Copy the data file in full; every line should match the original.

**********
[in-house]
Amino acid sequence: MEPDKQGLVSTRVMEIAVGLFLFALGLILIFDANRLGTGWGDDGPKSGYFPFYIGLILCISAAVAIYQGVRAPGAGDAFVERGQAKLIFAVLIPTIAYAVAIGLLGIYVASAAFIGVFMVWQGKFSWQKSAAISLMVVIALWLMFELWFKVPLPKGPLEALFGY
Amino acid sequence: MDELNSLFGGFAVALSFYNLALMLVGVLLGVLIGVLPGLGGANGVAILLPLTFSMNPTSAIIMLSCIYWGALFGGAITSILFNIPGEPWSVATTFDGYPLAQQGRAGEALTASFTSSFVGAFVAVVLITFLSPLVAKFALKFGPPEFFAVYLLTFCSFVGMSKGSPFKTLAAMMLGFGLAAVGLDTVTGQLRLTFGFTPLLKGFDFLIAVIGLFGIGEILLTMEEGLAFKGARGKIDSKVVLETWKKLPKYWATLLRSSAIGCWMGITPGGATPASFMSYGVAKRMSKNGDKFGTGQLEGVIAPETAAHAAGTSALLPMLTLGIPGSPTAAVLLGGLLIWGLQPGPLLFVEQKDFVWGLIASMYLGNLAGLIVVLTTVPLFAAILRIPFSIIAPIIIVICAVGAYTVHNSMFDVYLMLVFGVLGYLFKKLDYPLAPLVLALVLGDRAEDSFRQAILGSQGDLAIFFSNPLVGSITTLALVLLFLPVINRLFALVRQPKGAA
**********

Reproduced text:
[in-house]
Amino acid sequence: MEPDKQGLVSTRVMEIAVGLFLFALGLILIFDANRLGTGWGDDGPKSGYFPFYIGLILCISAAVAIYQGVRAPGAGDAFVERGQAKLIFAVLIPTIAYAVAIGLLGIYVASAAFIGVFMVWQGKFSWQKSAAISLMVVIALWLMFELWFKVPLPKGPLEALFGY
Amino acid sequence: MDELNSLFGGFAVALSFYNLALMLVGVLLGVLIGVLPGLGGANGVAILLPLTFSMNPTSAIIMLSCIYWGALFGGAITSILFNIPGEPWSVATTFDGYPLAQQGRAGEALTASFTSSFVGAFVAVVLITFLSPLVAKFALKFGPPEFFAVYLLTFCSFVGMSKGSPFKTLAAMMLGFGLAAVGLDTVTGQLRLTFGFTPLLKGFDFLIAVIGLFGIGEILLTMEEGLAFKGARGKIDSKVVLETWKKLPKYWATLLRSSAIGCWMGITPGGATPASFMSYGVAKRMSKNGDKFGTGQLEGVIAPETAAHAAGTSALLPMLTLGIPGSPTAAVLLGGLLIWGLQPGPLLFVEQKDFVWGLIASMYLGNLAGLIVVLTTVPLFAAILRIPFSIIAPIIIVICAVGAYTVHNSMFDVYLMLVFGVLGYLFKKLDYPLAPLVLALVLGDRAEDSFRQAILGSQGDLAIFFSNPLVGSITTLALVLLFLPVINRLFALVRQPKGAA